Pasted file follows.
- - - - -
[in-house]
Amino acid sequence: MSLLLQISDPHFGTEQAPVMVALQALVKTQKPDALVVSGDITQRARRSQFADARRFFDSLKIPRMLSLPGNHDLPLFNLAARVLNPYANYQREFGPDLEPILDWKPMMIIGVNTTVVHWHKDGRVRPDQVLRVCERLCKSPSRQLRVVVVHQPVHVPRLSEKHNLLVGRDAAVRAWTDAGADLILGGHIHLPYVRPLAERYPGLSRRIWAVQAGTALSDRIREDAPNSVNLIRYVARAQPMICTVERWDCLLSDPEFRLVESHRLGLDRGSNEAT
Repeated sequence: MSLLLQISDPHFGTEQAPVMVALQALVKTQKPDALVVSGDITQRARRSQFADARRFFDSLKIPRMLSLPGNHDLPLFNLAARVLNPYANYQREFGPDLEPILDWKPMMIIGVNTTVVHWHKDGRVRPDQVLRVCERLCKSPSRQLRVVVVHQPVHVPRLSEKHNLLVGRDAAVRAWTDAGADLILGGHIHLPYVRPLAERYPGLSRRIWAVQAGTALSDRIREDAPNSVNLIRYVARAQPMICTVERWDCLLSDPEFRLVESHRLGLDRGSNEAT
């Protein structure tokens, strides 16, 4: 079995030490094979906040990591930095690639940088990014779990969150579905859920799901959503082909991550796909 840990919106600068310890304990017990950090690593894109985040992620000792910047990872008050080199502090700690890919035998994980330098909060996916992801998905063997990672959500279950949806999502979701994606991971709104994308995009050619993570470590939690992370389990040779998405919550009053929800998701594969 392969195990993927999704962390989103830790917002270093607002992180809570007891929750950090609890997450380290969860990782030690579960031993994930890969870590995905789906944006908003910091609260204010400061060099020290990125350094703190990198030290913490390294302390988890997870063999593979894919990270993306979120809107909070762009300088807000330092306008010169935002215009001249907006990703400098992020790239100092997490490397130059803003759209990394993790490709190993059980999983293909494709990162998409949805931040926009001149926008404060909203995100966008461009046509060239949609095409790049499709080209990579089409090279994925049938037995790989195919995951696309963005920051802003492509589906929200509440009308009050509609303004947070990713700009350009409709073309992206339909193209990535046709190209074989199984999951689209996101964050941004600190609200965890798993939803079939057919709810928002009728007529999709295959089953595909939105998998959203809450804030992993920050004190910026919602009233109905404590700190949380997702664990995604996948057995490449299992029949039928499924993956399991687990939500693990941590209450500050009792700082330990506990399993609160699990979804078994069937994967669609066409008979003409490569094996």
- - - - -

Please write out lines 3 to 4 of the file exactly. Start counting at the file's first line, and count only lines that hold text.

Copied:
Repeated sequence: MSLLLQISDPHFGTEQAPVMVALQALVKTQKPDALVVSGDITQRARRSQFADARRFFDSLKIPRMLSLPGNHDLPLFNLAARVLNPYANYQREFGPDLEPILDWKPMMIIGVNTTVVHWHKDGRVRPDQVLRVCERLCKSPSRQLRVVVVHQPVHVPRLSEKHNLLVGRDAAVRAWTDAGADLILGGHIHLPYVRPLAERYPGLSRRIWAVQAGTALSDRIREDAPNSVNLIRYVARAQPMICTVERWDCLLSDPEFRLVESHRLGLDRGSNEAT
């Protein structure tokens, strides 16, 4: 079995030490094979906040990591930095690639940088990014779990969150579905859920799901959503082909991550796909 840990919106600068310890304990017990950090690593894109985040992620000792910047990872008050080199502090700690890919035998994980330098909060996916992801998905063997990672959500279950949806999502979701994606991971709104994308995009050619993570470590939690992370389990040779998405919550009053929800998701594969 392969195990993927999704962390989103830790917002270093607002992180809570007891929750950090609890997450380290969860990782030690579960031993994930890969870590995905789906944006908003910091609260204010400061060099020290990125350094703190990198030290913490390294302390988890997870063999593979894919990270993306979120809107909070762009300088807000330092306008010169935002215009001249907006990703400098992020790239100092997490490397130059803003759209990394993790490709190993059980999983293909494709990162998409949805931040926009001149926008404060909203995100966008461009046509060239949609095409790049499709080209990579089409090279994925049938037995790989195919995951696309963005920051802003492509589906929200509440009308009050509609303004947070990713700009350009409709073309992206339909193209990535046709190209074989199984999951689209996101964050941004600190609200965890798993939803079939057919709810928002009728007529999709295959089953595909939105998998959203809450804030992993920050004190910026919602009233109905404590700190949380997702664990995604996948057995490449299992029949039928499924993956399991687990939500693990941590209450500050009792700082330990506990399993609160699990979804078994069937994967669609066409008979003409490569094996």